Monday, October 4, 2010

  • Picking Lula’s Replacement: Brazil’s Presidential Race Heads to Runoff


    In Brazil, some 135 million voters cast ballots on Sunday in a closely watched presidential election. Dilma Rousseff, the leading candidate to succeed President Luiz Inácio Lula da Silva, won the race but failed to gain the 50 percent of votes needed for an outright victory. If Rousseff wins the runoff, she will become the first woman to lead Brazil, the world’s fourth most populous democracy. For the last five years, Rousseff has served as Lula’s chief of staff. During the 1960s and 1970s, she was involved in the armed struggle against Brazil’s military dictatorship. She was imprisoned for nearly three years and tortured. [includes rush transcript]

  • Harry Belafonte: Iraq & Afghanistan Wars Are "Immoral, Unconscionable and Unwinnable"


    "The President’s decision to escalate the war in that region alone costs the nation $33 billion," the legendary musician, actor and activist Harry Belafonte said at Saturday’s "One Nation Working Together" in Washington. "That sum of money could not only create 600,000 jobs here in America, but would even leave us a few billion to start rebuilding our schools, our roads, our hospitals and affordable housing. It could also help to rebuild the lives of the thousands of our returning wounded veterans." [includes rush transcript]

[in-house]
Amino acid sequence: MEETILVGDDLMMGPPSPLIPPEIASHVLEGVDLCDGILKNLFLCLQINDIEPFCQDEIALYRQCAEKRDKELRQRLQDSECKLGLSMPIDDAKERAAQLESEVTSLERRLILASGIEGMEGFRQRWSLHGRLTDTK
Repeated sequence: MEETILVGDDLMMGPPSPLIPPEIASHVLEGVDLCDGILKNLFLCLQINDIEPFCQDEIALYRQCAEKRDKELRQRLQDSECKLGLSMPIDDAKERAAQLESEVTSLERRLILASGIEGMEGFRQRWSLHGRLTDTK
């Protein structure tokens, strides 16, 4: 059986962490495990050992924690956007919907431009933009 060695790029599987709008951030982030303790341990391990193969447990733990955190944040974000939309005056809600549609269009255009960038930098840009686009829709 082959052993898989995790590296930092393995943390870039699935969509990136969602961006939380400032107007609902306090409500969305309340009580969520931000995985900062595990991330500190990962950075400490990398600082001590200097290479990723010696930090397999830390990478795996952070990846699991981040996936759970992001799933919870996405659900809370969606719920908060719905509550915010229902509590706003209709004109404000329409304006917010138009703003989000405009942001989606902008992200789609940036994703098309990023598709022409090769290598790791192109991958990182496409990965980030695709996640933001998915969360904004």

• Voices from the "One Nation Working Together" Rally for Jobs and Justice


    Tens of thousands of people gathered at the Lincoln Memorial in Washington, DC, on Saturday to rally for progressive causes. More than 400 groups, including labor unions, as well as civil rights, gay rights, and environmental groups, endorsed the "One Nation Working Together" rally. Organizers said the gathering drew a crowd of 175,000 people. The focus of the day was jobs, justice and education for all. The rally’s sponsors said they also hoped to demonstrate that they, not the tea party, represented the nation’s majority. Speakers included Marian Wright Edelman, founder and president of the Children’s Defense Fund; deaf student organizer Colin Whited; and AFL-CIO president Richard Trumka. [includes rush transcript]

  • News Dissector Danny Schechter: Saturday’s "One Nation" March on Washington Was "More Movie than Movement"


    "Sadly, the One Nation that came together in Washington was not there to be organized into an ongoing force," writes longtime media analyst Danny Schechter. "No follow-up program was announced, no emails collected, no vision on how to turn all that energy on the Mall into a powerful progressive alternative to the tea party was offered. No longer march strategy was announced. It was a moment in itself not for anything more." [includes rush transcript]